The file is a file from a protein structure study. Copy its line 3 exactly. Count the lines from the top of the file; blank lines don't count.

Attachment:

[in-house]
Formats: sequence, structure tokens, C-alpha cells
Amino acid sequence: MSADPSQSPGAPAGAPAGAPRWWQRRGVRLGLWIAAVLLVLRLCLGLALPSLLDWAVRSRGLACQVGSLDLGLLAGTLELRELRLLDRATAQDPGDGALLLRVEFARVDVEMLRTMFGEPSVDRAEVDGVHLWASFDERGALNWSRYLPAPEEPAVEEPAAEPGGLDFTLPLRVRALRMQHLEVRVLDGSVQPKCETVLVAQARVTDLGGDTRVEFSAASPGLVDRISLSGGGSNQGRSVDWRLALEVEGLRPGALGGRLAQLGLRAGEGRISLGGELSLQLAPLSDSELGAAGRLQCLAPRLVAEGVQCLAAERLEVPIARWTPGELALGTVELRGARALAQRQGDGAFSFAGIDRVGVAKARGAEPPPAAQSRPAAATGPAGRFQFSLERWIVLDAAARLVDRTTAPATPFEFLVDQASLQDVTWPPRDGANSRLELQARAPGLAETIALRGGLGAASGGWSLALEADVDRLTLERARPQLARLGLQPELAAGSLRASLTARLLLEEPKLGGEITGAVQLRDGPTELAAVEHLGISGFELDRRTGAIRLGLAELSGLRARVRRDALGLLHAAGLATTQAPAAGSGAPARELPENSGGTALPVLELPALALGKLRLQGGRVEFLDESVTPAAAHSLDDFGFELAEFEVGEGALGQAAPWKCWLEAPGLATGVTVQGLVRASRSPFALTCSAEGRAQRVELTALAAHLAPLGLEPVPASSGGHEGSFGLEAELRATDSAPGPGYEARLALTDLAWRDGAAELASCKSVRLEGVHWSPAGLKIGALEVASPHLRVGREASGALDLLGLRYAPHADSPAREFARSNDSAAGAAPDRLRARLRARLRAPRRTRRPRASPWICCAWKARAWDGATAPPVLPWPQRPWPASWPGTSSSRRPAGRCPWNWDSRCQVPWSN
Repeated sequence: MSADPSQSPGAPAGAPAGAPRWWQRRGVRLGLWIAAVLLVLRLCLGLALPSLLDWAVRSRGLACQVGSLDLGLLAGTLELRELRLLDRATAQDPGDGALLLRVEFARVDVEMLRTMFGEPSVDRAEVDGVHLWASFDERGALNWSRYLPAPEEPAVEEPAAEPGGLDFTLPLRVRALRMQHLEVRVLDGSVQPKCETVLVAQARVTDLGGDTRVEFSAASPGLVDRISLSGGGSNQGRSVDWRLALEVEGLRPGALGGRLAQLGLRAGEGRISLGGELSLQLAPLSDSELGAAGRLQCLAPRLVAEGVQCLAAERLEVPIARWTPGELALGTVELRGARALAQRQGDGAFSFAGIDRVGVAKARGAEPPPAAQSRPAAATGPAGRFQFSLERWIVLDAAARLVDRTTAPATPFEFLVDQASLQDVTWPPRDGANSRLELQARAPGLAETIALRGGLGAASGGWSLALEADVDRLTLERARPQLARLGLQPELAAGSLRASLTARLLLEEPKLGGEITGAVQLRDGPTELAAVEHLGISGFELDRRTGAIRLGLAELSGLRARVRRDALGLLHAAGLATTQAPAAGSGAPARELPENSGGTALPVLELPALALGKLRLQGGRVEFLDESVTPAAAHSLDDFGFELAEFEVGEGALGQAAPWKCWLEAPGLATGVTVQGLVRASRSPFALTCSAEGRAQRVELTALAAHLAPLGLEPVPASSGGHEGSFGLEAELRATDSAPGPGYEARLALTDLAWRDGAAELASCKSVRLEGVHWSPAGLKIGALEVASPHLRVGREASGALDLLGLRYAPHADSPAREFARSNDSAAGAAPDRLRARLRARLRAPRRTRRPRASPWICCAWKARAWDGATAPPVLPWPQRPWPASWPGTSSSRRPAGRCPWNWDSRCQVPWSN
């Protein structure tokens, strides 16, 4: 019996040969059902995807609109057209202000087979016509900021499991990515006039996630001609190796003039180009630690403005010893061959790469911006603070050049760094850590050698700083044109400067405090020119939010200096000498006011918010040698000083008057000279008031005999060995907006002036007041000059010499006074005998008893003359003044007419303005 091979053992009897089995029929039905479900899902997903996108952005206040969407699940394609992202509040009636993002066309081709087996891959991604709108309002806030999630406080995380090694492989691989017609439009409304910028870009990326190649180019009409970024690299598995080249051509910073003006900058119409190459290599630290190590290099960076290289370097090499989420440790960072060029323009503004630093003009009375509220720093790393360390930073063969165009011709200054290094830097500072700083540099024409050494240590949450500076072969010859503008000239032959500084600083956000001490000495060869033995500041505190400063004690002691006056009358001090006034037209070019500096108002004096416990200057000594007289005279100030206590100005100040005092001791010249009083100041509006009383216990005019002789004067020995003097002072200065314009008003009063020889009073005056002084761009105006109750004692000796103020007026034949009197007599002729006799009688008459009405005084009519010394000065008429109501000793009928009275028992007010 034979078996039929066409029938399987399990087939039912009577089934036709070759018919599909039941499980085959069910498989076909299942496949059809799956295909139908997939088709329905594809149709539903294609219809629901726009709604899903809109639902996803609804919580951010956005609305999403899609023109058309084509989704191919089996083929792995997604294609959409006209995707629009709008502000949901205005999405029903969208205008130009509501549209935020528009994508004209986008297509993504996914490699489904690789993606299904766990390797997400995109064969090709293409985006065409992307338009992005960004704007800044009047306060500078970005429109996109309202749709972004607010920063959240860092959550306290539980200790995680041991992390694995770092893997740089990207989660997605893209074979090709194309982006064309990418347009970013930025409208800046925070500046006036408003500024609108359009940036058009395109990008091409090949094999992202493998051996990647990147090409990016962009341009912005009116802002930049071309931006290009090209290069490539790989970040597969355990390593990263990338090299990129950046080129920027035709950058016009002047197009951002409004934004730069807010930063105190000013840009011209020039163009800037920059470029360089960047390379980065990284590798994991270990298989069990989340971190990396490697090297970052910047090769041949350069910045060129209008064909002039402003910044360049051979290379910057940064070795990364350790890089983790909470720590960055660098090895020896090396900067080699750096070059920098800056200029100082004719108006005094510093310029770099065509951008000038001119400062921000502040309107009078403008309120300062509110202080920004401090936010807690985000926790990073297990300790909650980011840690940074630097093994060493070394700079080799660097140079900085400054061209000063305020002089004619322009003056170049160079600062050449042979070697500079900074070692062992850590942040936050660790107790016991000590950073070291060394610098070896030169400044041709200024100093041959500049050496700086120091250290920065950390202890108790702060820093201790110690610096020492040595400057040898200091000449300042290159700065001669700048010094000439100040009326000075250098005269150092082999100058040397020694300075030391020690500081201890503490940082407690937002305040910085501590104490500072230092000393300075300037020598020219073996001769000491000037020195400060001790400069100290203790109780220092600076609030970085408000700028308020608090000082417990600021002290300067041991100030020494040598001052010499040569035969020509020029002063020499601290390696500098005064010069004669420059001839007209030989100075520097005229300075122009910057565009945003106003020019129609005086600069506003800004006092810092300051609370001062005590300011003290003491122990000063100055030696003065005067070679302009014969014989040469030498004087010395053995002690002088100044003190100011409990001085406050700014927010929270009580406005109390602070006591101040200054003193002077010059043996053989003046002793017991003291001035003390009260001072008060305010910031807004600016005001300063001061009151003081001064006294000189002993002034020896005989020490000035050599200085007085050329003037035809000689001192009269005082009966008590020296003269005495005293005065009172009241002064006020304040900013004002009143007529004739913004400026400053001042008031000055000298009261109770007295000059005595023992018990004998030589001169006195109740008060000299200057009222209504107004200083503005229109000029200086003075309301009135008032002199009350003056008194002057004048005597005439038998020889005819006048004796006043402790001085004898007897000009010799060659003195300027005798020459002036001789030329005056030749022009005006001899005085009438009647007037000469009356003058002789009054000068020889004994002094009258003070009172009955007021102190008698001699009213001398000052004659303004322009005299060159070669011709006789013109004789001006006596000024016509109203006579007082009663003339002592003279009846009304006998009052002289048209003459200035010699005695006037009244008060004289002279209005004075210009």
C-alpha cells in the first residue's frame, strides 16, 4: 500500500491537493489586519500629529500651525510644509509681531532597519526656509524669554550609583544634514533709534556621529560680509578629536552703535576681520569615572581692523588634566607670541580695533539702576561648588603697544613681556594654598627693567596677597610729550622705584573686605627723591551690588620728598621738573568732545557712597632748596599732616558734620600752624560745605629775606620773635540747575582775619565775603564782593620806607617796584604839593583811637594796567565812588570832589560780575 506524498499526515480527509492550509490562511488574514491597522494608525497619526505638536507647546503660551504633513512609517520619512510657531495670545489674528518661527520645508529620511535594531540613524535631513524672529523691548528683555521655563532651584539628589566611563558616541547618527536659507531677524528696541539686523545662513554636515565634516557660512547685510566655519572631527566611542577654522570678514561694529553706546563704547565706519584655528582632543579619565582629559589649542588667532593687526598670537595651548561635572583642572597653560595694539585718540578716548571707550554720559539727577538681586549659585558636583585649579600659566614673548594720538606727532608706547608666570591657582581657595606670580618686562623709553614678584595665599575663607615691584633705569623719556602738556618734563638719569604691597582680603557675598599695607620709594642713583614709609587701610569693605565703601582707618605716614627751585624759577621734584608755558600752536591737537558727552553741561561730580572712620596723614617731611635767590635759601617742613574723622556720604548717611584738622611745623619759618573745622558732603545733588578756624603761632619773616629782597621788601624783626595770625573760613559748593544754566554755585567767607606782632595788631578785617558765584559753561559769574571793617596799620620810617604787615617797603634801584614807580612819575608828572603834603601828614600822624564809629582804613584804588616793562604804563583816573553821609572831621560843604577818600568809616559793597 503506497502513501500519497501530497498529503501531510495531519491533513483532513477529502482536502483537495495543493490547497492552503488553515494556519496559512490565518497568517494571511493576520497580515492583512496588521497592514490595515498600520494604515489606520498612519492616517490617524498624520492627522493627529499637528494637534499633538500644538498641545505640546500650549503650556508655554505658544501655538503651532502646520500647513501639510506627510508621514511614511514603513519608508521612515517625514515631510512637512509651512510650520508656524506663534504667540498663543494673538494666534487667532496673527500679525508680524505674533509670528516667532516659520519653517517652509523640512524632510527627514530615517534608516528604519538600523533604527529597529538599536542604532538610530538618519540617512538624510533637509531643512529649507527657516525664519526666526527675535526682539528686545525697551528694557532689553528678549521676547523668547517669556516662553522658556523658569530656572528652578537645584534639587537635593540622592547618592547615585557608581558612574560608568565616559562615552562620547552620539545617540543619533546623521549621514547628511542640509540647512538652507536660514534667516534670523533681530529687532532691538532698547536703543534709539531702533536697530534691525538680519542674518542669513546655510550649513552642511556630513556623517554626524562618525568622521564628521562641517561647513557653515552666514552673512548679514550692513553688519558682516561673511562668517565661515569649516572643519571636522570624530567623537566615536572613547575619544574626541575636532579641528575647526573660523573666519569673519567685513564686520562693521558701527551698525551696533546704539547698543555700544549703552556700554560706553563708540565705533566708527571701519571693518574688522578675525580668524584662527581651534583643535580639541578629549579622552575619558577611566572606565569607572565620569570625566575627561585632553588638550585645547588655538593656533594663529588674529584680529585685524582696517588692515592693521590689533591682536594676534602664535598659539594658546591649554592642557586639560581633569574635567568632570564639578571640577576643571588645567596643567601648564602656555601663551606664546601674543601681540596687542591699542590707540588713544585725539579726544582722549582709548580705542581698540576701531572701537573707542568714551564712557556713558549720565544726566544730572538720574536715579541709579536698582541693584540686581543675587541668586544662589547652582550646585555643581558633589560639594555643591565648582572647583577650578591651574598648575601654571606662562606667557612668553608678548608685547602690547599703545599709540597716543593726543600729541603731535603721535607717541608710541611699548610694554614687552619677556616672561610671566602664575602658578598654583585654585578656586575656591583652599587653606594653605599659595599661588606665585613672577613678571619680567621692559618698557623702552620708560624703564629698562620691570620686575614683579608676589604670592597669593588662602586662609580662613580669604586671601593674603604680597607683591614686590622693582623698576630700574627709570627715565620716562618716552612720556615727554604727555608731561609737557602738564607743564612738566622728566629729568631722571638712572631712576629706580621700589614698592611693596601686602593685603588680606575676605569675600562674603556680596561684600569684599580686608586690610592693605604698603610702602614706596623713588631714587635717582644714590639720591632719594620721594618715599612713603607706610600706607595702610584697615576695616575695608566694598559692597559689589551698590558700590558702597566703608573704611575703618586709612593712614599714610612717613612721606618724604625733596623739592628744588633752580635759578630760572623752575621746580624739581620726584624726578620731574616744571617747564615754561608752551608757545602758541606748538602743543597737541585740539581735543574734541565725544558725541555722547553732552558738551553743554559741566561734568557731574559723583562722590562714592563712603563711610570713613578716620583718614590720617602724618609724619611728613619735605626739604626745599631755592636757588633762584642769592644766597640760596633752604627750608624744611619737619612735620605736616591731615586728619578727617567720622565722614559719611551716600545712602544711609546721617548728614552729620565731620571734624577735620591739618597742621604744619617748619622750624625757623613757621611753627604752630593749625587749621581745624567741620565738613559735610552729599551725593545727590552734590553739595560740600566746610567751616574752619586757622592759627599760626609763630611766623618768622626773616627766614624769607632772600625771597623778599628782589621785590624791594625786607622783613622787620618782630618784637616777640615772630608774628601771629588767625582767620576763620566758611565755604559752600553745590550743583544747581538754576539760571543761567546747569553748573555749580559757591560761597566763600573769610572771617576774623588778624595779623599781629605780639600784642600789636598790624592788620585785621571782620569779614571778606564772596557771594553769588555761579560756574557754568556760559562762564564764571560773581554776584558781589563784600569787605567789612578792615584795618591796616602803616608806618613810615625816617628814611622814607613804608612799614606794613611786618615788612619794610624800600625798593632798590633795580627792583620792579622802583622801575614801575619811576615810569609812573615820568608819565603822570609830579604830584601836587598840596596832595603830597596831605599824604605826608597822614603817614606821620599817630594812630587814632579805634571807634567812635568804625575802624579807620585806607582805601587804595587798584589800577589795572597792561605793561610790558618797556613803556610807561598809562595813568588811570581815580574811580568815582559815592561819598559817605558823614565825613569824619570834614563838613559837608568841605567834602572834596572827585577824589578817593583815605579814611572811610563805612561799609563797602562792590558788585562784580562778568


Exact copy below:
Amino acid sequence: MSADPSQSPGAPAGAPAGAPRWWQRRGVRLGLWIAAVLLVLRLCLGLALPSLLDWAVRSRGLACQVGSLDLGLLAGTLELRELRLLDRATAQDPGDGALLLRVEFARVDVEMLRTMFGEPSVDRAEVDGVHLWASFDERGALNWSRYLPAPEEPAVEEPAAEPGGLDFTLPLRVRALRMQHLEVRVLDGSVQPKCETVLVAQARVTDLGGDTRVEFSAASPGLVDRISLSGGGSNQGRSVDWRLALEVEGLRPGALGGRLAQLGLRAGEGRISLGGELSLQLAPLSDSELGAAGRLQCLAPRLVAEGVQCLAAERLEVPIARWTPGELALGTVELRGARALAQRQGDGAFSFAGIDRVGVAKARGAEPPPAAQSRPAAATGPAGRFQFSLERWIVLDAAARLVDRTTAPATPFEFLVDQASLQDVTWPPRDGANSRLELQARAPGLAETIALRGGLGAASGGWSLALEADVDRLTLERARPQLARLGLQPELAAGSLRASLTARLLLEEPKLGGEITGAVQLRDGPTELAAVEHLGISGFELDRRTGAIRLGLAELSGLRARVRRDALGLLHAAGLATTQAPAAGSGAPARELPENSGGTALPVLELPALALGKLRLQGGRVEFLDESVTPAAAHSLDDFGFELAEFEVGEGALGQAAPWKCWLEAPGLATGVTVQGLVRASRSPFALTCSAEGRAQRVELTALAAHLAPLGLEPVPASSGGHEGSFGLEAELRATDSAPGPGYEARLALTDLAWRDGAAELASCKSVRLEGVHWSPAGLKIGALEVASPHLRVGREASGALDLLGLRYAPHADSPAREFARSNDSAAGAAPDRLRARLRARLRAPRRTRRPRASPWICCAWKARAWDGATAPPVLPWPQRPWPASWPGTSSSRRPAGRCPWNWDSRCQVPWSN